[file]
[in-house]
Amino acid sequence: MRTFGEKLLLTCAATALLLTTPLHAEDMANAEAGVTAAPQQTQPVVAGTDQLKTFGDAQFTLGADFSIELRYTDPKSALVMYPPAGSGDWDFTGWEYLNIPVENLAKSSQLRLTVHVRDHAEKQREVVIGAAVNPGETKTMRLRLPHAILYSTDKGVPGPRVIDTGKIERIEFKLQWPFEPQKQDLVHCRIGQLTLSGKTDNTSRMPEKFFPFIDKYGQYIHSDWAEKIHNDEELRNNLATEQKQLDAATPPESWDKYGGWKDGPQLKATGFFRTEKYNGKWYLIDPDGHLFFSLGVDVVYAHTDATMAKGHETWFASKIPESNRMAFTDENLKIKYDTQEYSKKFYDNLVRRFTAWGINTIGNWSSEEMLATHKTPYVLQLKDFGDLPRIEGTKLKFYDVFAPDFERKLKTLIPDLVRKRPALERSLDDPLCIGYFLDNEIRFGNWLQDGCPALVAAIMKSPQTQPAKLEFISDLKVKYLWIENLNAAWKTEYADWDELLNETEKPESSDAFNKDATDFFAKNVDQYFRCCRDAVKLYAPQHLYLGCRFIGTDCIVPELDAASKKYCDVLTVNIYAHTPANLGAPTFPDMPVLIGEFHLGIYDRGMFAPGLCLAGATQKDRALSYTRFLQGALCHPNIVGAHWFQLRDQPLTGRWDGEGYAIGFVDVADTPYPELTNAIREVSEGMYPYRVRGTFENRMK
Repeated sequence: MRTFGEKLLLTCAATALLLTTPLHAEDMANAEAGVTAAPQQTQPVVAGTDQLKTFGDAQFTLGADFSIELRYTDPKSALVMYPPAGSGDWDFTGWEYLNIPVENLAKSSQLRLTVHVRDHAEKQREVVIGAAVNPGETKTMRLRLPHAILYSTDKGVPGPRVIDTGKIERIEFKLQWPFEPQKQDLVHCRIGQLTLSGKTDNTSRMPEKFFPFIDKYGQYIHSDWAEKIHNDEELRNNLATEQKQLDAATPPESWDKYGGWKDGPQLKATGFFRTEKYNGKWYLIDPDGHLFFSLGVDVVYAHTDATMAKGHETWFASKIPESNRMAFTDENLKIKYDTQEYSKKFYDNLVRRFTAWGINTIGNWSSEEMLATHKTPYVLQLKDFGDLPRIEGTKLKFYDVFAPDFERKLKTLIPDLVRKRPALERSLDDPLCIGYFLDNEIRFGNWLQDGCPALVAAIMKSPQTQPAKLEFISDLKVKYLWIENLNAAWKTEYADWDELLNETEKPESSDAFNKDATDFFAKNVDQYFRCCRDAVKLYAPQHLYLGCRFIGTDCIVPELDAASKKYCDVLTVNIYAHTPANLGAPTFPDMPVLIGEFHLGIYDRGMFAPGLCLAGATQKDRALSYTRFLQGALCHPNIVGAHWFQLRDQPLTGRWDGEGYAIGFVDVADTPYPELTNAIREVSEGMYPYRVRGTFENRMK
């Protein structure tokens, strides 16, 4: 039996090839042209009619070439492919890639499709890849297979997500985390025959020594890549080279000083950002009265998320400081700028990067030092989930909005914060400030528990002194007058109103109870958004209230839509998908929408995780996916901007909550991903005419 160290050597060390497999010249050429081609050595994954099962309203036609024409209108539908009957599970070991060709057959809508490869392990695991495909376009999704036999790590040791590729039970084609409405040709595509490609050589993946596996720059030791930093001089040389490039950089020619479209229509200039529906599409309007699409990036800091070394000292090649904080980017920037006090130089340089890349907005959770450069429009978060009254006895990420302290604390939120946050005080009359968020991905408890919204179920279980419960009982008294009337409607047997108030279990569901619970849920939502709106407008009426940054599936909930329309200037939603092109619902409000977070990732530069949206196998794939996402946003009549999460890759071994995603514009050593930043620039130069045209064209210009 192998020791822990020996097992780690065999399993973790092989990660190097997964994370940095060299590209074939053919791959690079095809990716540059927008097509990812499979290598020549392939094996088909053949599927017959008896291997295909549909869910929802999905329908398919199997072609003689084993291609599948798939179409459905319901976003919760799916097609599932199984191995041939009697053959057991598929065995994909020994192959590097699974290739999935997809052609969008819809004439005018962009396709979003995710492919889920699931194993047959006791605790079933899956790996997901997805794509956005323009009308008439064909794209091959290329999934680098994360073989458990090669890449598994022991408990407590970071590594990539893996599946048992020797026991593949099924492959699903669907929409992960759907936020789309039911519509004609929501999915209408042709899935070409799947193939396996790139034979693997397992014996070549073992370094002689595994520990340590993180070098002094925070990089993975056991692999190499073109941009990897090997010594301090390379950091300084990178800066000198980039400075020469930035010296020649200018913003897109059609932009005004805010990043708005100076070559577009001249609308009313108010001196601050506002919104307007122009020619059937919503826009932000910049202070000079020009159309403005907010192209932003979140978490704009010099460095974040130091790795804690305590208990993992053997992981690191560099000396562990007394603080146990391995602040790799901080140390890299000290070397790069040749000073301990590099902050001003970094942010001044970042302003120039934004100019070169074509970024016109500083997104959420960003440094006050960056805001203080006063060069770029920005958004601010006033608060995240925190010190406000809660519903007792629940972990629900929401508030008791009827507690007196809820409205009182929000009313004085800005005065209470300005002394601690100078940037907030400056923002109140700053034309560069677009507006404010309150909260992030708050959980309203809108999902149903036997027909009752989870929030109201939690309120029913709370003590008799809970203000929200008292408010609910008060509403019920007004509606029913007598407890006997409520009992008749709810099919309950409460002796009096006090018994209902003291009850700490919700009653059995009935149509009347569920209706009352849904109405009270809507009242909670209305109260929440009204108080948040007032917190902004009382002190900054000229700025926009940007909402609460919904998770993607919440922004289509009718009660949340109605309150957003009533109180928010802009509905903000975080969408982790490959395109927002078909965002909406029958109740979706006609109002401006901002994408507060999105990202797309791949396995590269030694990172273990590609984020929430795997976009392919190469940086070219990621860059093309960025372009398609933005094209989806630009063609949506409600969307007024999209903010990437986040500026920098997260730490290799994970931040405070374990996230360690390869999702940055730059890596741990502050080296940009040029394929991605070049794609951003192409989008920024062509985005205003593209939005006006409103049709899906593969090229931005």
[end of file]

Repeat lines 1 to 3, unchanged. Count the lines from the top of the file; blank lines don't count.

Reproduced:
[in-house]
Amino acid sequence: MRTFGEKLLLTCAATALLLTTPLHAEDMANAEAGVTAAPQQTQPVVAGTDQLKTFGDAQFTLGADFSIELRYTDPKSALVMYPPAGSGDWDFTGWEYLNIPVENLAKSSQLRLTVHVRDHAEKQREVVIGAAVNPGETKTMRLRLPHAILYSTDKGVPGPRVIDTGKIERIEFKLQWPFEPQKQDLVHCRIGQLTLSGKTDNTSRMPEKFFPFIDKYGQYIHSDWAEKIHNDEELRNNLATEQKQLDAATPPESWDKYGGWKDGPQLKATGFFRTEKYNGKWYLIDPDGHLFFSLGVDVVYAHTDATMAKGHETWFASKIPESNRMAFTDENLKIKYDTQEYSKKFYDNLVRRFTAWGINTIGNWSSEEMLATHKTPYVLQLKDFGDLPRIEGTKLKFYDVFAPDFERKLKTLIPDLVRKRPALERSLDDPLCIGYFLDNEIRFGNWLQDGCPALVAAIMKSPQTQPAKLEFISDLKVKYLWIENLNAAWKTEYADWDELLNETEKPESSDAFNKDATDFFAKNVDQYFRCCRDAVKLYAPQHLYLGCRFIGTDCIVPELDAASKKYCDVLTVNIYAHTPANLGAPTFPDMPVLIGEFHLGIYDRGMFAPGLCLAGATQKDRALSYTRFLQGALCHPNIVGAHWFQLRDQPLTGRWDGEGYAIGFVDVADTPYPELTNAIREVSEGMYPYRVRGTFENRMK
Repeated sequence: MRTFGEKLLLTCAATALLLTTPLHAEDMANAEAGVTAAPQQTQPVVAGTDQLKTFGDAQFTLGADFSIELRYTDPKSALVMYPPAGSGDWDFTGWEYLNIPVENLAKSSQLRLTVHVRDHAEKQREVVIGAAVNPGETKTMRLRLPHAILYSTDKGVPGPRVIDTGKIERIEFKLQWPFEPQKQDLVHCRIGQLTLSGKTDNTSRMPEKFFPFIDKYGQYIHSDWAEKIHNDEELRNNLATEQKQLDAATPPESWDKYGGWKDGPQLKATGFFRTEKYNGKWYLIDPDGHLFFSLGVDVVYAHTDATMAKGHETWFASKIPESNRMAFTDENLKIKYDTQEYSKKFYDNLVRRFTAWGINTIGNWSSEEMLATHKTPYVLQLKDFGDLPRIEGTKLKFYDVFAPDFERKLKTLIPDLVRKRPALERSLDDPLCIGYFLDNEIRFGNWLQDGCPALVAAIMKSPQTQPAKLEFISDLKVKYLWIENLNAAWKTEYADWDELLNETEKPESSDAFNKDATDFFAKNVDQYFRCCRDAVKLYAPQHLYLGCRFIGTDCIVPELDAASKKYCDVLTVNIYAHTPANLGAPTFPDMPVLIGEFHLGIYDRGMFAPGLCLAGATQKDRALSYTRFLQGALCHPNIVGAHWFQLRDQPLTGRWDGEGYAIGFVDVADTPYPELTNAIREVSEGMYPYRVRGTFENRMK